This lecture examines some outcomes of constitution-making processes in Latin America, focusing especially on the Brazilian Constitution of 1988, the Colombian Constitution of 1991, and the Bolivian Constitution of 2009.
It argues that, to understand the position of constitutions in unstable political settings, we need to distinguish between constitutional instability and political instability.
Some constitutions create or at least exacerbate political instability, whereas other constitutions reduce instability, even in extremely unstable environments. The three constitutions selected for discussion will provide examples.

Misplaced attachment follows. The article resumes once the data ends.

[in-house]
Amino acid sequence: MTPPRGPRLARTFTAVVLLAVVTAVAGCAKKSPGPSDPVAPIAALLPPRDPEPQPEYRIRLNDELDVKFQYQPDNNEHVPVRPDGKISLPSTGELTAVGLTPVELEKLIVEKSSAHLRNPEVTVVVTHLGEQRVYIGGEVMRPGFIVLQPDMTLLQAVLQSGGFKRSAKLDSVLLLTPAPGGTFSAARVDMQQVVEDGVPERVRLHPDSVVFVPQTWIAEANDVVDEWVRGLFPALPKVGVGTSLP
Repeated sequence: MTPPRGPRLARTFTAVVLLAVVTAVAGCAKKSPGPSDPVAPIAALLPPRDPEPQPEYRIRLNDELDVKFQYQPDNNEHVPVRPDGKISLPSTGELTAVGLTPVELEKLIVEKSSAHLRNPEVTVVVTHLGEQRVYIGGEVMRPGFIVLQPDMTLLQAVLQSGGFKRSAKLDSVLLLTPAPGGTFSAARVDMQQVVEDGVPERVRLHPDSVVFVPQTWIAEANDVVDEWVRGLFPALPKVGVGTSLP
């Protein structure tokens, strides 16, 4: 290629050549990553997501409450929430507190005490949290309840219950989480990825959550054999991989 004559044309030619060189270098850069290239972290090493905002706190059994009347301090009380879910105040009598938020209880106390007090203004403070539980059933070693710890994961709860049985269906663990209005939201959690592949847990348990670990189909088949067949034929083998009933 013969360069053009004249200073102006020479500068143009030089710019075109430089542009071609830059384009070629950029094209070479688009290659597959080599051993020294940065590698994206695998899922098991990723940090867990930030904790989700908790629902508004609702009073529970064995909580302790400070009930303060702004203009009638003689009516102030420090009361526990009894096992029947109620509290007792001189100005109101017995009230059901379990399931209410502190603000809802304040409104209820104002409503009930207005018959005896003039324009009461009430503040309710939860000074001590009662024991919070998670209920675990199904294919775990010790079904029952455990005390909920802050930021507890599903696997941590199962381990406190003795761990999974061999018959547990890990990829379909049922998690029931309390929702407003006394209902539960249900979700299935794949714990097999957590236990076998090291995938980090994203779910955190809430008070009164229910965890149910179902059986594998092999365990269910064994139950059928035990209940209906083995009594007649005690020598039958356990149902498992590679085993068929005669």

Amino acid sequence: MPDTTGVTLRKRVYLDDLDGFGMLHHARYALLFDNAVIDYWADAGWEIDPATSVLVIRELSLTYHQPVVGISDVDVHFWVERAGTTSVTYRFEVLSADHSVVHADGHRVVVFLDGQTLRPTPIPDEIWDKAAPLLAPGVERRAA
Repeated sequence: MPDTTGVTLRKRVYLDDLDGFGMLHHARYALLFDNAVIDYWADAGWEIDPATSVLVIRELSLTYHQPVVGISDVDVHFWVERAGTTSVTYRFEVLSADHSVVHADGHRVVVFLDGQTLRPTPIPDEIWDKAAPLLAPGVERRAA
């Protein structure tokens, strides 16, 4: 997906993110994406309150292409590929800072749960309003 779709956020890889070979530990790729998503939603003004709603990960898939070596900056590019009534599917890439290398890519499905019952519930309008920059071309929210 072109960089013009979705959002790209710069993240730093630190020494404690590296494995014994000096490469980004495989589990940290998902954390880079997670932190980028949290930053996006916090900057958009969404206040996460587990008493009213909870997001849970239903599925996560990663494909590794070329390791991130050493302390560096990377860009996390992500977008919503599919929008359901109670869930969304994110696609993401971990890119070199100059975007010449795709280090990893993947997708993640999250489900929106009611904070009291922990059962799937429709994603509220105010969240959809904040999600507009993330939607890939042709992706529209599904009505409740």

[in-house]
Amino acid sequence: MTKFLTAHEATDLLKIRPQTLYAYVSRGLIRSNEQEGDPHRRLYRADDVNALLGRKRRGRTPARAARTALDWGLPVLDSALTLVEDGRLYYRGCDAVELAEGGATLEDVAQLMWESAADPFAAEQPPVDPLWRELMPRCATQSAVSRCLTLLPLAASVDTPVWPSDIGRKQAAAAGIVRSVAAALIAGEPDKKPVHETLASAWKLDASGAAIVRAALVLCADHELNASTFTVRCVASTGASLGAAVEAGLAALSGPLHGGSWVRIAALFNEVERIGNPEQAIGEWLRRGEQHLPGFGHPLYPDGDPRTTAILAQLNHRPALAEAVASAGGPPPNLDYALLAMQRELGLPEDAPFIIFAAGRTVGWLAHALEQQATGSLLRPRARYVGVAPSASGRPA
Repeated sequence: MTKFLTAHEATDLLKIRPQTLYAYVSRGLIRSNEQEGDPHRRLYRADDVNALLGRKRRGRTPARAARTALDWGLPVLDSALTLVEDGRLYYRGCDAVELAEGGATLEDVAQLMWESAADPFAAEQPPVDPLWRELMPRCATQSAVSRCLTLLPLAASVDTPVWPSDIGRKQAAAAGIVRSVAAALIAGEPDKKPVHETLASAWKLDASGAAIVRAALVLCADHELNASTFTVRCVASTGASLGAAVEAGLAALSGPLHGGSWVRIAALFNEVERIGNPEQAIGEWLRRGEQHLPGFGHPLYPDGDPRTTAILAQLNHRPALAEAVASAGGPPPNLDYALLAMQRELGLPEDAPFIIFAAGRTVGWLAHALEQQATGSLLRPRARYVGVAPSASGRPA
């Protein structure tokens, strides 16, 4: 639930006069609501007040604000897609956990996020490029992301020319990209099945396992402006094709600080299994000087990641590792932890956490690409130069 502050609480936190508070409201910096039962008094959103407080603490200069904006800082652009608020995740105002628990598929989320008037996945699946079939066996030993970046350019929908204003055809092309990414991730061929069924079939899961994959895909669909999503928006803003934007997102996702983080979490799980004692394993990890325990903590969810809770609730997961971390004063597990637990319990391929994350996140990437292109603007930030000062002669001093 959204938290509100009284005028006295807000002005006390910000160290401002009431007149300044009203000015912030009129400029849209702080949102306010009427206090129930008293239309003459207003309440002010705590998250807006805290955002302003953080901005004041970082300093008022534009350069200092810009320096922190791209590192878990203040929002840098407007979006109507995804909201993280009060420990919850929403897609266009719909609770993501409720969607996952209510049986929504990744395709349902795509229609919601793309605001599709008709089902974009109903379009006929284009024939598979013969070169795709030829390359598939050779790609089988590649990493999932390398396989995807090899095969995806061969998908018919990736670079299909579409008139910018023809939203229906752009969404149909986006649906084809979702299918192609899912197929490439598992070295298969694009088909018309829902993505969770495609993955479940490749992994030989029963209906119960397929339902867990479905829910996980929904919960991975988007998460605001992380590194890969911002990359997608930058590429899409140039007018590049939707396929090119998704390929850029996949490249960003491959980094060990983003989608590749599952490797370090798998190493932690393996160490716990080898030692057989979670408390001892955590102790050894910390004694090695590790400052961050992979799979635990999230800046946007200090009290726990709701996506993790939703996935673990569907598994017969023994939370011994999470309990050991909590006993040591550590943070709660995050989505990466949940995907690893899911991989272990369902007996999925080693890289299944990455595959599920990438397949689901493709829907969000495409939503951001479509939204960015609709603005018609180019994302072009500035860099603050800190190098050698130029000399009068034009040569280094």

Christopher Thornhill, Professor in Law at the University of Manchester, will deliver this lecture to set out the issues to be discusssed in a workhop on the challenges to constitutionalism, constitutional rights and institutional stability in Latin America, to be held the following day.